Proponents of a new jellyfish harvesting and processing industry in Beaufort County say they want to start fishing for the Asian delicacies by May.
But that's too fast. State environmental regulators say many questions remain unanswered. And the public first got wind of the proposal in early March. It needs more time to ask questions and give feedback.
Cannonball jellyfish are the most common jellyfish in our waters, but they are not harvested or eaten here. In Asia, however, a large market exists for jellyfish as a popular food item. That's why the town of Port Royal is weighing a new proposal.
Harvested jellyfish would be brought to the state-owned docks in the town of Port Royal. The jellyfish would be trucked to a site in Gardens Corner, where they would be dried in salt and alum, and packaged for distribution.
Sign Up and Save
Get six months of free digital access to The Island Packet
It would help to know more about the Millenarian Trading Co., which has burst on the scene promising as many as 250 jobs for northern Beaufort County in two years. Knowing who is offering the jobs, what the jobs would pay and who would fill the jobs is a key component in weighing the pluses and minuses of the proposal.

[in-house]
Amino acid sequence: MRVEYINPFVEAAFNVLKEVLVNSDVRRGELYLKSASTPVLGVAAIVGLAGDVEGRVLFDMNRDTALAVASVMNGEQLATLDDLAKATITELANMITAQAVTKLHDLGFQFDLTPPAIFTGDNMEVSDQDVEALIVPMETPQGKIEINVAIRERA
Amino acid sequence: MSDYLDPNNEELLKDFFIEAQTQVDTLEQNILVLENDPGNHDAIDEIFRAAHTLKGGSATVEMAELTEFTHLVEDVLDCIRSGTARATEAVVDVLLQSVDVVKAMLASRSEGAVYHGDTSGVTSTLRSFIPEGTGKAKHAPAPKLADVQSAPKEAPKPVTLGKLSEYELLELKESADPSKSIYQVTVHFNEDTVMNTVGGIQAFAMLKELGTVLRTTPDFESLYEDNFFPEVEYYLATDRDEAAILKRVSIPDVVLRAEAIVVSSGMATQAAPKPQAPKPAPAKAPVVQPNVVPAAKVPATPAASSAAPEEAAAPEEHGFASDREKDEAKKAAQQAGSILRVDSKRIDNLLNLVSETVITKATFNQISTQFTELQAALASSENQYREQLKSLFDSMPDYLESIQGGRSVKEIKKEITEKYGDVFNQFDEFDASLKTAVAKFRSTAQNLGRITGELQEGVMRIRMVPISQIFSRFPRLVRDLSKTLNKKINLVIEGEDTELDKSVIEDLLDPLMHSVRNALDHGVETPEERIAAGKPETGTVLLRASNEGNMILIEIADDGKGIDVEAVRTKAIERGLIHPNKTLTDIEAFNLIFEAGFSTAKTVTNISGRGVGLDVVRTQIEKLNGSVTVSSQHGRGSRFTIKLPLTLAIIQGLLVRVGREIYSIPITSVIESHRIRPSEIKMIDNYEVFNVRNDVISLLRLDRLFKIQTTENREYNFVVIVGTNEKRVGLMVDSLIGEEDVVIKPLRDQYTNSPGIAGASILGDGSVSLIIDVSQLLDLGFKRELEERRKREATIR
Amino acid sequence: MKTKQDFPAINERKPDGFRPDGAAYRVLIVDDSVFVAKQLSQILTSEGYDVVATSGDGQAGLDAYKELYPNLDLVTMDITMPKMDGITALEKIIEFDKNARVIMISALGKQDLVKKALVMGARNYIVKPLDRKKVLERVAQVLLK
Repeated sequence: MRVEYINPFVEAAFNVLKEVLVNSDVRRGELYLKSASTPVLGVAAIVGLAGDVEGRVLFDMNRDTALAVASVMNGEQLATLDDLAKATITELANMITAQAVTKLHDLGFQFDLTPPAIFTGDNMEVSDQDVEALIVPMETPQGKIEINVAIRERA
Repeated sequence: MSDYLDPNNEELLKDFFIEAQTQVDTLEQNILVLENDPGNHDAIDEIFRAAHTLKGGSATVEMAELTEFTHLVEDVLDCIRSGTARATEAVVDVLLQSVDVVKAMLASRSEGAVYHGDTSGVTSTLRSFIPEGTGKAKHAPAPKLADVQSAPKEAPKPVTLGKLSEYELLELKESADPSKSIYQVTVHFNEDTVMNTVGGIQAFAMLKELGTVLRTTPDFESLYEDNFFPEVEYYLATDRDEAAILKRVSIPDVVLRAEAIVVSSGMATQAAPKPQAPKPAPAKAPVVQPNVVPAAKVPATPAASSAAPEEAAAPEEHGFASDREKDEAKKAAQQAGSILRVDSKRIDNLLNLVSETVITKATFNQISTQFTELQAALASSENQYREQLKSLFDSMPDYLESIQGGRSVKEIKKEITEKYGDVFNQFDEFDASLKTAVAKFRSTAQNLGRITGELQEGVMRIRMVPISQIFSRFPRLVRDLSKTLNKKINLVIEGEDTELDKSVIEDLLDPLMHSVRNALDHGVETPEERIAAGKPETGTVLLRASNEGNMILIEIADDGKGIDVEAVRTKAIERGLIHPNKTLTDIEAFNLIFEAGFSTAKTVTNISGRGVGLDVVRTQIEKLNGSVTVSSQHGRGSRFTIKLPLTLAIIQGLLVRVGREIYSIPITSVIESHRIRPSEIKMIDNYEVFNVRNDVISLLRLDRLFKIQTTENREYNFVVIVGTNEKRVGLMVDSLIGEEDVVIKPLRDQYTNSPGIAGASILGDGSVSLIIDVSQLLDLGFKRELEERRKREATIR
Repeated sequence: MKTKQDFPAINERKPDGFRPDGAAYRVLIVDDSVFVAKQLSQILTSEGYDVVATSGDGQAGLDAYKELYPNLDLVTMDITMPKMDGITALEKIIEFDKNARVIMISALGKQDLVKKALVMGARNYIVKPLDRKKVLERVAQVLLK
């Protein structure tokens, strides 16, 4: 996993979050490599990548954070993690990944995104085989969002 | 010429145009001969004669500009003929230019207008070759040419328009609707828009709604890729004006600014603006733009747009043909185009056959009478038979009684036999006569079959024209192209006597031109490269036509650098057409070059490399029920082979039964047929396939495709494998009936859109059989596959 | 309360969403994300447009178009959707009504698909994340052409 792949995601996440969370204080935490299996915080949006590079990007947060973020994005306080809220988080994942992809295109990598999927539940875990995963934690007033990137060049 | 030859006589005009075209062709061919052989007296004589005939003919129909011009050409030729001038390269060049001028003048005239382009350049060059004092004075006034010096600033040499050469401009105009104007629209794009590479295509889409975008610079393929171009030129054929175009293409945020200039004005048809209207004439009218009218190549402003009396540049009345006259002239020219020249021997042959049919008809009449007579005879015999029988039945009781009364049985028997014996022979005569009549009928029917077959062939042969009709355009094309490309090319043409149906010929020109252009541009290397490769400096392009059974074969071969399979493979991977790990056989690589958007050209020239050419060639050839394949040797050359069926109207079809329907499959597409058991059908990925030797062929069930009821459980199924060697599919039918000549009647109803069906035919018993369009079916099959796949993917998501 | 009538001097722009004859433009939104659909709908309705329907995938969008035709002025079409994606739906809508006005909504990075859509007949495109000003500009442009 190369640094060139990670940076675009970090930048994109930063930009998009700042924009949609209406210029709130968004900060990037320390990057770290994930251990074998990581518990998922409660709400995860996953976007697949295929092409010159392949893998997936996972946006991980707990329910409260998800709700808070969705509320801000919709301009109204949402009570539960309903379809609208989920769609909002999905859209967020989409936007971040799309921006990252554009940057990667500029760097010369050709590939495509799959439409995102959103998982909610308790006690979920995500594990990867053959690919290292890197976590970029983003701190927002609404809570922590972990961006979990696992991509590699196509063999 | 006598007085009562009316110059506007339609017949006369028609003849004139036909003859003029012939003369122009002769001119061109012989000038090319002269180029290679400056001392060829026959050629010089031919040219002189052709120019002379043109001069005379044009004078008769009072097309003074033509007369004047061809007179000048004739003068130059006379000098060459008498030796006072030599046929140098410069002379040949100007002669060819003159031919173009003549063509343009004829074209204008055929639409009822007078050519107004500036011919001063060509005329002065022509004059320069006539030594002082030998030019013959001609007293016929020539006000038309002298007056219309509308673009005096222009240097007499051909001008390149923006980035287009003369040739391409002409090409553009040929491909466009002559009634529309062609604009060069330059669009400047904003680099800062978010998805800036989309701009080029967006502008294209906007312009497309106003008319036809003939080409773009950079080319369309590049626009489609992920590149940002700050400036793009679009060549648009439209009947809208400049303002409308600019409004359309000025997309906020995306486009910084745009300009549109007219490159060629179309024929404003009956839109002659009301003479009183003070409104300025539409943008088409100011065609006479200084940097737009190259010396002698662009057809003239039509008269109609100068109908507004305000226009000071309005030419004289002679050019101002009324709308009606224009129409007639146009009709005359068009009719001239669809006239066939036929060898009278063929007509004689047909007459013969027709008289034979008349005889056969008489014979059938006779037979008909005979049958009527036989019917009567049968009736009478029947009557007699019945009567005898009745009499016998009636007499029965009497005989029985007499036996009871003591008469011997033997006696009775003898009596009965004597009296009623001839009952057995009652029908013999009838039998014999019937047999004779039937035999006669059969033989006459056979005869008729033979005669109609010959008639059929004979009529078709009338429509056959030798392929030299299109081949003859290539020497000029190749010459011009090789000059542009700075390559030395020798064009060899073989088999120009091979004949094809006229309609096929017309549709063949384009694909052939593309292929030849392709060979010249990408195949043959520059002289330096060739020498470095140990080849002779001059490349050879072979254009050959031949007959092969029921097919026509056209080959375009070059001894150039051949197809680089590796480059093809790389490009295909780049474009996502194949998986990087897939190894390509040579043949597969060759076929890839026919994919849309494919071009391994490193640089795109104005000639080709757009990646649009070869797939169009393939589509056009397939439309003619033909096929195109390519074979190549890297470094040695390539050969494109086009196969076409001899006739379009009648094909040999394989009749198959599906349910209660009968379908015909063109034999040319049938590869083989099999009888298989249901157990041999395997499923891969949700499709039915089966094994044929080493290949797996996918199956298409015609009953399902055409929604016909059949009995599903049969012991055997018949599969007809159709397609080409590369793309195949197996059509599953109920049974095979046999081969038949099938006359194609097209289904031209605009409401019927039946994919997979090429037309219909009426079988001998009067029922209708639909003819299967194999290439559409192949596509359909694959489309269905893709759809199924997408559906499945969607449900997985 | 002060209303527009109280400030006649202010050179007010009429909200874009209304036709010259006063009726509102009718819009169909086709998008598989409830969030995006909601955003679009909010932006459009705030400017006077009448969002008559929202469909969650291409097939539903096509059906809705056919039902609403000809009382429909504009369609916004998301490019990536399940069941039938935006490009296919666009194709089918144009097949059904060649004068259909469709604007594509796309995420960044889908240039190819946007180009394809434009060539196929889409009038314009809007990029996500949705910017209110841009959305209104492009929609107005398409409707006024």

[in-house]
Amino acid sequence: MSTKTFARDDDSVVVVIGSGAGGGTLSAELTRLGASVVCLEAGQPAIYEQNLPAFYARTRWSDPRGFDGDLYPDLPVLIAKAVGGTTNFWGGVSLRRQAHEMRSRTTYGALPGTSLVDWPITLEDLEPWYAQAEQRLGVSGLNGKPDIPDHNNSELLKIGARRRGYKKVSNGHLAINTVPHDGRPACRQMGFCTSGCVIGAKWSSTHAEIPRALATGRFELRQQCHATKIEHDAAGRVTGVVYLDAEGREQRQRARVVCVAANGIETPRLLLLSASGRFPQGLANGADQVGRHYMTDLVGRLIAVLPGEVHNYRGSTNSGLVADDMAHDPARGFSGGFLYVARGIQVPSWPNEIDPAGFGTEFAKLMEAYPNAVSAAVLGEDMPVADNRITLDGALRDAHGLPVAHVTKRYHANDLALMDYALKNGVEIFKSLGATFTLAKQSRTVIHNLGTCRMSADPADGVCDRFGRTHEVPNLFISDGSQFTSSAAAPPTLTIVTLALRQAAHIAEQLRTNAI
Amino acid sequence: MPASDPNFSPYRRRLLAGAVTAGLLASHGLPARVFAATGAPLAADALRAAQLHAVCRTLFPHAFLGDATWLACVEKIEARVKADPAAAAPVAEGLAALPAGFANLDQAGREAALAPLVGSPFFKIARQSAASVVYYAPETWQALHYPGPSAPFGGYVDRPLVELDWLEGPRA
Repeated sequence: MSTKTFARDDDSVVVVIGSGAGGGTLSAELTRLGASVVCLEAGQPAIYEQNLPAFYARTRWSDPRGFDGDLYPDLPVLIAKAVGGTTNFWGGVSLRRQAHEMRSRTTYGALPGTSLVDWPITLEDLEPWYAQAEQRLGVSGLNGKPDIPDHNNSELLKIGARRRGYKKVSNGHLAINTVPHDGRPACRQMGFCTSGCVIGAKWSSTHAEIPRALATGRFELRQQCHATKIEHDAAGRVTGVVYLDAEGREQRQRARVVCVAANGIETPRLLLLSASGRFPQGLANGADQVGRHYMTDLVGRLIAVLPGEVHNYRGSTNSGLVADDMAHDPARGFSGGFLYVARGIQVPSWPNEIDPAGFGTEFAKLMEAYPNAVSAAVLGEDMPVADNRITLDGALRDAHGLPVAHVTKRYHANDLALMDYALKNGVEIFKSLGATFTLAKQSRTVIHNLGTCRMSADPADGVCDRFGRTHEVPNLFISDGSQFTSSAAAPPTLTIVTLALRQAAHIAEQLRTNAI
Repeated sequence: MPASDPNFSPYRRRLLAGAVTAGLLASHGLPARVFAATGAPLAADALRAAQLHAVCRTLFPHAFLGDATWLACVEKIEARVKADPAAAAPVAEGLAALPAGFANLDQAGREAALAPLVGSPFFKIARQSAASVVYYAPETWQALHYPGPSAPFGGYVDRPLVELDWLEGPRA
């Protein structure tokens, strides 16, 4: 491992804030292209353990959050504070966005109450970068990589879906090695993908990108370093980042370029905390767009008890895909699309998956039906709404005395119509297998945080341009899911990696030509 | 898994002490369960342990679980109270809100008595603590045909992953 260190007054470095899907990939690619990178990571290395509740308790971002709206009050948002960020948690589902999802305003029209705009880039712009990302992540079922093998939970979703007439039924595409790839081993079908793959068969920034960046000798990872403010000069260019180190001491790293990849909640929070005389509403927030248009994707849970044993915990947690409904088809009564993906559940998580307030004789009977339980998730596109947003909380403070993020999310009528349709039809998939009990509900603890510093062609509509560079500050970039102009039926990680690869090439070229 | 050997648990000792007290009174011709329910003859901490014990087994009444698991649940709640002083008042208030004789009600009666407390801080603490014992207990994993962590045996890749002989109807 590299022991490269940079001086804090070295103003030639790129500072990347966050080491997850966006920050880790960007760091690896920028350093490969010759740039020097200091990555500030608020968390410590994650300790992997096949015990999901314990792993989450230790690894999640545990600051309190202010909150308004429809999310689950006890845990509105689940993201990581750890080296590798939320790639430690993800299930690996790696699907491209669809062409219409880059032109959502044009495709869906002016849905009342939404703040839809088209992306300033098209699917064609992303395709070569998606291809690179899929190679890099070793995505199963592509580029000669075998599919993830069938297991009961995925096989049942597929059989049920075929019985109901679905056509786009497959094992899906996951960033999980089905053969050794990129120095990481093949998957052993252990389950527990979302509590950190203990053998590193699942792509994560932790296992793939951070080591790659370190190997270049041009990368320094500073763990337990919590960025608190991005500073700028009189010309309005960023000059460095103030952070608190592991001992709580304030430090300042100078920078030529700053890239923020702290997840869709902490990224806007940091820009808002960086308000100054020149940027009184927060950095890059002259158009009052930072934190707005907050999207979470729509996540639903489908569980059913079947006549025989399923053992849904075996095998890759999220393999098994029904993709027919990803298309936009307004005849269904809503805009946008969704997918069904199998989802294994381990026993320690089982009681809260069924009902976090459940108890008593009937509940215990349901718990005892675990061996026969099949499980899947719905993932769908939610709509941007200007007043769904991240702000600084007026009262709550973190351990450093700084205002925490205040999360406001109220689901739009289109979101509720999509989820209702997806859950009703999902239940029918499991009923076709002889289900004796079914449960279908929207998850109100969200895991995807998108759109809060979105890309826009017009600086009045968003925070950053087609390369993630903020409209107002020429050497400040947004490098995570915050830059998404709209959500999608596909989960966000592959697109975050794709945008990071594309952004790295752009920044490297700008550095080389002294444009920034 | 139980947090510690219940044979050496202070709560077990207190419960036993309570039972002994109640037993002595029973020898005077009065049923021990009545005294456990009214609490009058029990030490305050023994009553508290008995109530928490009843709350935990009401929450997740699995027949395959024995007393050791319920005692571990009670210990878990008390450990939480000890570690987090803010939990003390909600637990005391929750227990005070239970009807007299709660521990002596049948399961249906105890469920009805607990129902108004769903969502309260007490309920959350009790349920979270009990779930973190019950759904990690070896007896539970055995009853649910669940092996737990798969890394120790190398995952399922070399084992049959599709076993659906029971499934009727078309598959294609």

Residents need more information on what changes the plan would bring to the town, and what effect, if any, it would have on the hoped-for sale of the port site by the State Ports Authority.
Millenarian Trading Co. has proposed multiple restrictions on its proposed lease for dock space to alleviate potential concerns of officials and residents. The public needs a chance to weigh in on those restrictions.
But more importantly, we need answers to environmental questions. They include the impact on animals that rely on jellyfish as a food source, such as threatened sea turtles.
The state says it has questions, and more time is needed to digest the issues because harvesting jellyfish is essentially nonexistent in South Carolina. Millenarian Trading Co. would have to get state permission to harvest jellyfish, and that could require creating a special permit with conditions, said the director of the Office of Fisheries Management.
The public heavily depends on the state to know the science involved, to protect natural resources as it grants permits, and to monitor and research the results after the fact.
These safeguards do not seem to be in place yet.
At a quick glance, the fishery could offer a number of pluses. It could offer jobs, which would help the local economy. If it could help commercial shrimpers, it might help keep afloat the harvesting of local seafood.
Commercial harvesting of oysters, crabs, shrimp and clams has been a part of the cultural DNA of Beaufort County for more than a century. Perhaps jellyfish would fall right in line with those traditions, but the public needs to know more.
Commercial jellyfish harvesting is not new. Perhaps it could be done successfully here, but first we need more information.